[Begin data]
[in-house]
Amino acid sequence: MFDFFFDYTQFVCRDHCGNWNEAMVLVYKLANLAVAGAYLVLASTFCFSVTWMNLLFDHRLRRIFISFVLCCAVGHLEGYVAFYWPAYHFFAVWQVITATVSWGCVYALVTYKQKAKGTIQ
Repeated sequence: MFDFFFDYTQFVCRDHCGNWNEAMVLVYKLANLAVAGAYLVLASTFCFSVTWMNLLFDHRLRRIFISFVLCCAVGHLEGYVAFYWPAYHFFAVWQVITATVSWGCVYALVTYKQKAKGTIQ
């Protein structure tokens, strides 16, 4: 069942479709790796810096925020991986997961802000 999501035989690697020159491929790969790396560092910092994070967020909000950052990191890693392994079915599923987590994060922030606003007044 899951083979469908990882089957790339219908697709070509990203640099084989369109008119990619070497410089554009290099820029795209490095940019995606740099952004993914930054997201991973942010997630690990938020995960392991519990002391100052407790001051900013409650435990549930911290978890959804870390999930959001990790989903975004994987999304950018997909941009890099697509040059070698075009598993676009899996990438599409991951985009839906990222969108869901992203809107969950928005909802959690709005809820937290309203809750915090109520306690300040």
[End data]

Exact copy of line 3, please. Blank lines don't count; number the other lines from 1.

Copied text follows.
Repeated sequence: MFDFFFDYTQFVCRDHCGNWNEAMVLVYKLANLAVAGAYLVLASTFCFSVTWMNLLFDHRLRRIFISFVLCCAVGHLEGYVAFYWPAYHFFAVWQVITATVSWGCVYALVTYKQKAKGTIQ